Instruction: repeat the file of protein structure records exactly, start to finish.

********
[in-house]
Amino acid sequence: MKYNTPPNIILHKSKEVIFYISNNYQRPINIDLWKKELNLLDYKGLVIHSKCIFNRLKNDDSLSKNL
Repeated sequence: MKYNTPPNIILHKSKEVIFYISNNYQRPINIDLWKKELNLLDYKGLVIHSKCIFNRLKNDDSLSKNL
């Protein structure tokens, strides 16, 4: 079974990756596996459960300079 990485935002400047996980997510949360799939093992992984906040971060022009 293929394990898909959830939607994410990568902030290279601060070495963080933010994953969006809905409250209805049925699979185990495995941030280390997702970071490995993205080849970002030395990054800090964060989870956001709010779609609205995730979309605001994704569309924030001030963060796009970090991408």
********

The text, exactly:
[in-house]
Amino acid sequence: MKYNTPPNIILHKSKEVIFYISNNYQRPINIDLWKKELNLLDYKGLVIHSKCIFNRLKNDDSLSKNL
Repeated sequence: MKYNTPPNIILHKSKEVIFYISNNYQRPINIDLWKKELNLLDYKGLVIHSKCIFNRLKNDDSLSKNL
């Protein structure tokens, strides 16, 4: 079974990756596996459960300079 990485935002400047996980997510949360799939093992992984906040971060022009 293929394990898909959830939607994410990568902030290279601060070495963080933010994953969006809905409250209805049925699979185990495995941030280390997702970071490995993205080849970002030395990054800090964060989870956001709010779609609205995730979309605001994704569309924030001030963060796009970090991408």